Tail-gunner’s domain was a tiny Perspex-encased coffin in which his head touched the top and his shoulders brushed the sides. There was only enough room in front to get his hands around the triggers of the 4 Browning machine guns. He sat here unable to move for as long as 10 hours at a time – and freezing half to death. The canopy tended to frost up or smear with dirt and oil, so one panel of Perspex at eye-level was removed, leaving his face exposed to the slipstream. ‘In temperatures of -30°F, my breath froze into an icicle in front of me. I waited until it was 3 or 4 inches long before breaking it off.’
During the 1930‘s great strides were made in the development of powered gun turrets in the belief that they would be capable of defending bombers from fighter attack. They were technologically advanced for the time, fully enclosed and providing the air gunner with more firepower than ever before. However, with the advent of war, it became obvious to Bomber Command that formation flying during the day, even with the latest Turrets, would not provide protection for the bombers from a swift, heavily armed Fighter aircraft. The British turned to night bombing but the air gunner’s role remained the same, that of the primary lookout and protector of the Aircraft and the lives of those aboard.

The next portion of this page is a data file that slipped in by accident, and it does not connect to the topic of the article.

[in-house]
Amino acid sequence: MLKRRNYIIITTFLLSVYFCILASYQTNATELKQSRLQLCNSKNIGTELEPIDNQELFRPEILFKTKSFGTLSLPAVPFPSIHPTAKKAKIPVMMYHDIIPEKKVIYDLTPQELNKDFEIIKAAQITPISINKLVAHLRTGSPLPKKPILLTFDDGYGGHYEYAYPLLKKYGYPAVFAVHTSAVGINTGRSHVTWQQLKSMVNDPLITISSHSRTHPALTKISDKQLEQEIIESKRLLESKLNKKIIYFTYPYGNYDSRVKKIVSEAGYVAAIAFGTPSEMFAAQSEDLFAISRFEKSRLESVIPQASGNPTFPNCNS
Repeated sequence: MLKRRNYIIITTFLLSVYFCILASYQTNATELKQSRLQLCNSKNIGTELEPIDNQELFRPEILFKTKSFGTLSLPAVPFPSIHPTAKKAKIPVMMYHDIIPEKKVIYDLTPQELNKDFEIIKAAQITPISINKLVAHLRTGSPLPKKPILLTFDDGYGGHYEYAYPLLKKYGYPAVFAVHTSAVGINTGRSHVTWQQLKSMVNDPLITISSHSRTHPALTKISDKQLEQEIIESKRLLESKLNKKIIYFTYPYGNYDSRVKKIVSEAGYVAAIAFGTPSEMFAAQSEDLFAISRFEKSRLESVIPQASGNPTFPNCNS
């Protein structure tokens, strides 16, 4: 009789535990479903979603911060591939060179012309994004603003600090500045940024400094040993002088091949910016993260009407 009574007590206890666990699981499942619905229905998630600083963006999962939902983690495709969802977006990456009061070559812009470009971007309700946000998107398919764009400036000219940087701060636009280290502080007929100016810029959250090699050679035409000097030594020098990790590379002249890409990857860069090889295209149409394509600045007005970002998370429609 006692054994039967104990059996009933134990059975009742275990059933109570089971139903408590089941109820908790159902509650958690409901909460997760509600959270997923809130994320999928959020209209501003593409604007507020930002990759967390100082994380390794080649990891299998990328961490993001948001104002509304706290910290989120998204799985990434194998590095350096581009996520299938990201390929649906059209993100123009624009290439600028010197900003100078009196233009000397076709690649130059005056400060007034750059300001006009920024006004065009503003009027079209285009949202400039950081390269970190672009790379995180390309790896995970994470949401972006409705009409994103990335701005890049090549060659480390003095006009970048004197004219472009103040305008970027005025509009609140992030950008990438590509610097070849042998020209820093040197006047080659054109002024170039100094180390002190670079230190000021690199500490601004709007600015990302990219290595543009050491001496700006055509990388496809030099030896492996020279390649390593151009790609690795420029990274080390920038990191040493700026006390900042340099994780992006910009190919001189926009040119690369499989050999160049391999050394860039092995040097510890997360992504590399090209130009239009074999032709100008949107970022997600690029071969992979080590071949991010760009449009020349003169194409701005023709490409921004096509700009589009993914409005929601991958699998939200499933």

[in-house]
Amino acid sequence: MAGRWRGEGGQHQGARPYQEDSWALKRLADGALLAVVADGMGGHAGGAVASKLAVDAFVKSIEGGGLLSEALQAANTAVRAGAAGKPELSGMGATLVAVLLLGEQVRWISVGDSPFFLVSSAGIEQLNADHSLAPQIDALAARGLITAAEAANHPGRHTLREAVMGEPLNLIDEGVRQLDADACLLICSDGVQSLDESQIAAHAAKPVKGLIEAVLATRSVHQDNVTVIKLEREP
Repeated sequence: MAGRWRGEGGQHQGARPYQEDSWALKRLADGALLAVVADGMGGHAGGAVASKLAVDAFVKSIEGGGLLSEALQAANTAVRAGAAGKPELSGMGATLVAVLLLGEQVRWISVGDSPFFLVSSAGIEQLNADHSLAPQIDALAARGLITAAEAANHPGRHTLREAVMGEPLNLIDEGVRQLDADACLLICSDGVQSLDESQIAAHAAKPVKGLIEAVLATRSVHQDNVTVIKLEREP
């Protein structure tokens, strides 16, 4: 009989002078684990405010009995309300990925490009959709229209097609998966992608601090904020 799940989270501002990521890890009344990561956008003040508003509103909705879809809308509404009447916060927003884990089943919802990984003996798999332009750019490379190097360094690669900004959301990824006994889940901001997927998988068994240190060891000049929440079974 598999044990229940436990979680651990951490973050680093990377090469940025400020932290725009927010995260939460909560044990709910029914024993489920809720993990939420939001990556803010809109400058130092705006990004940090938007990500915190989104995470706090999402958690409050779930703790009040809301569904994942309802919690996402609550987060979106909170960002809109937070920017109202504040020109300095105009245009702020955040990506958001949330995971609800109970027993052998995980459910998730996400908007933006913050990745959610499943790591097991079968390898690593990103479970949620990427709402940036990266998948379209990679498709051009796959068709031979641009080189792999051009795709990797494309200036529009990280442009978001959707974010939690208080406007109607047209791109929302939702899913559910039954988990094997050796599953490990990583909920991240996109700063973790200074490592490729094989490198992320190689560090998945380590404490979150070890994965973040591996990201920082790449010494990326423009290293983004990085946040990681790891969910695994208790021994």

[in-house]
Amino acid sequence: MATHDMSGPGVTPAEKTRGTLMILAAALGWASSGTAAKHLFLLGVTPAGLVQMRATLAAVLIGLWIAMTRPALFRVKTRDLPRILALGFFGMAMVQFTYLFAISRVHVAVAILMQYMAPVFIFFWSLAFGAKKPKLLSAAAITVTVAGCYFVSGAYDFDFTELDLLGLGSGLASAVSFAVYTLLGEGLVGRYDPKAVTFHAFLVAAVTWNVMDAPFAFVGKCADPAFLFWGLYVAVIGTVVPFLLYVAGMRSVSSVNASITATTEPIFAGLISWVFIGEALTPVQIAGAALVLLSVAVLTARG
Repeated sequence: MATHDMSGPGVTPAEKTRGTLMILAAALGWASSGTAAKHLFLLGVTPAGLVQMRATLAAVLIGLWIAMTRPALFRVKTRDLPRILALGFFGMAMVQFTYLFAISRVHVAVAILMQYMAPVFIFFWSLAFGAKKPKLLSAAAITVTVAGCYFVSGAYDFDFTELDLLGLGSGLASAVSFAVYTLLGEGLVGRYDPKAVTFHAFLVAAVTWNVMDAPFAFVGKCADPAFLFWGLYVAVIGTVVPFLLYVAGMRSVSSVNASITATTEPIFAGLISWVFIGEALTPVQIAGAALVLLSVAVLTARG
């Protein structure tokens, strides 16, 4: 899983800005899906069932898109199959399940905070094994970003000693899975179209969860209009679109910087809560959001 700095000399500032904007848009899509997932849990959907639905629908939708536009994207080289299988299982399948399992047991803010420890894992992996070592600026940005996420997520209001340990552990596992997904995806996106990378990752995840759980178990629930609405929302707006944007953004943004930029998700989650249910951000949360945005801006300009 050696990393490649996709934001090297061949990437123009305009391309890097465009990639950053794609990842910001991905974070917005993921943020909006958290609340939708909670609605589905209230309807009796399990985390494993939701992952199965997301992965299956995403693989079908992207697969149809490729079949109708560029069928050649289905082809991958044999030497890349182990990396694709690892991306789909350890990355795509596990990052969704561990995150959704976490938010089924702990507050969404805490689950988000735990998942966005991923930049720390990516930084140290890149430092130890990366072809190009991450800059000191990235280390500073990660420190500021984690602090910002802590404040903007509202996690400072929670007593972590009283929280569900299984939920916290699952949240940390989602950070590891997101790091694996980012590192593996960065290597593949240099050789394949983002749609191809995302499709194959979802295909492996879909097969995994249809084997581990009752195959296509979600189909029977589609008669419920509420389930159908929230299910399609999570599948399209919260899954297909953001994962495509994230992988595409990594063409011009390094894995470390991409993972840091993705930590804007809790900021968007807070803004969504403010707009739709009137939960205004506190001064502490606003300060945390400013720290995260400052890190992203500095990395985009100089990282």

Almost all Lancasters were equipped with 3 Frazer-Nash (FN) hydraulically operated turrets, each with .303 calibre machine guns. The FN-5 nose turret had 2 guns, the FN-50 mid-upper turret had 2, and the FN20 tail turret had 4. The FN64 mid-under turret saw only limited use in the aircraft’s early months. The nose turret was rarely used and manned by the bomb aimer if required.
Another Gunners Tale